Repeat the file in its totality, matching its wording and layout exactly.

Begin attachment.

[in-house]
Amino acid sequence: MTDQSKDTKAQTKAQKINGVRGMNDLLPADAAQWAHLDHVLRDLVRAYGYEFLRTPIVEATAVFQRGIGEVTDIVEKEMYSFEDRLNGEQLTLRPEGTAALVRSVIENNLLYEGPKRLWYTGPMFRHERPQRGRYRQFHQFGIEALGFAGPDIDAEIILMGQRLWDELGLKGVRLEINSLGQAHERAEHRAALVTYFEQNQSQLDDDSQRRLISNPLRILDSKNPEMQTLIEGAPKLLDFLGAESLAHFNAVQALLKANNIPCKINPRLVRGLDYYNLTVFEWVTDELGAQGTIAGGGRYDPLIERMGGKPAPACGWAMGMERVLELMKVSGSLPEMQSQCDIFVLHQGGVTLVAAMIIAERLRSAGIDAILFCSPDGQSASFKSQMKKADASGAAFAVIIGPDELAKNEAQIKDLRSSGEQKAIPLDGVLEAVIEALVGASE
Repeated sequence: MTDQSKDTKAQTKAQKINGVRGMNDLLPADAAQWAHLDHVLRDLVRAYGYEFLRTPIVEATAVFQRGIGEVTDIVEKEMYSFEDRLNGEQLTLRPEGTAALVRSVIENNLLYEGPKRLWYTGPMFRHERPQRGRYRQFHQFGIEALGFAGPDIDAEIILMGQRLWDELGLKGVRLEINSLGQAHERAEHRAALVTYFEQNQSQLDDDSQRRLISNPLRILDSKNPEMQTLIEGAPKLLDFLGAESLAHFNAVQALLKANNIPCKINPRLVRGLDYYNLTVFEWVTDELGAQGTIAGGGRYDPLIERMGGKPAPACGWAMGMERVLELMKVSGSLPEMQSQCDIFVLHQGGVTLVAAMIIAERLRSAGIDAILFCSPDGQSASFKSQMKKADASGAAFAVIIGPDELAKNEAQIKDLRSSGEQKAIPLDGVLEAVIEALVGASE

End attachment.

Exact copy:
[in-house]
Amino acid sequence: MTDQSKDTKAQTKAQKINGVRGMNDLLPADAAQWAHLDHVLRDLVRAYGYEFLRTPIVEATAVFQRGIGEVTDIVEKEMYSFEDRLNGEQLTLRPEGTAALVRSVIENNLLYEGPKRLWYTGPMFRHERPQRGRYRQFHQFGIEALGFAGPDIDAEIILMGQRLWDELGLKGVRLEINSLGQAHERAEHRAALVTYFEQNQSQLDDDSQRRLISNPLRILDSKNPEMQTLIEGAPKLLDFLGAESLAHFNAVQALLKANNIPCKINPRLVRGLDYYNLTVFEWVTDELGAQGTIAGGGRYDPLIERMGGKPAPACGWAMGMERVLELMKVSGSLPEMQSQCDIFVLHQGGVTLVAAMIIAERLRSAGIDAILFCSPDGQSASFKSQMKKADASGAAFAVIIGPDELAKNEAQIKDLRSSGEQKAIPLDGVLEAVIEALVGASE
Repeated sequence: MTDQSKDTKAQTKAQKINGVRGMNDLLPADAAQWAHLDHVLRDLVRAYGYEFLRTPIVEATAVFQRGIGEVTDIVEKEMYSFEDRLNGEQLTLRPEGTAALVRSVIENNLLYEGPKRLWYTGPMFRHERPQRGRYRQFHQFGIEALGFAGPDIDAEIILMGQRLWDELGLKGVRLEINSLGQAHERAEHRAALVTYFEQNQSQLDDDSQRRLISNPLRILDSKNPEMQTLIEGAPKLLDFLGAESLAHFNAVQALLKANNIPCKINPRLVRGLDYYNLTVFEWVTDELGAQGTIAGGGRYDPLIERMGGKPAPACGWAMGMERVLELMKVSGSLPEMQSQCDIFVLHQGGVTLVAAMIIAERLRSAGIDAILFCSPDGQSASFKSQMKKADASGAAFAVIIGPDELAKNEAQIKDLRSSGEQKAIPLDGVLEAVIEALVGASE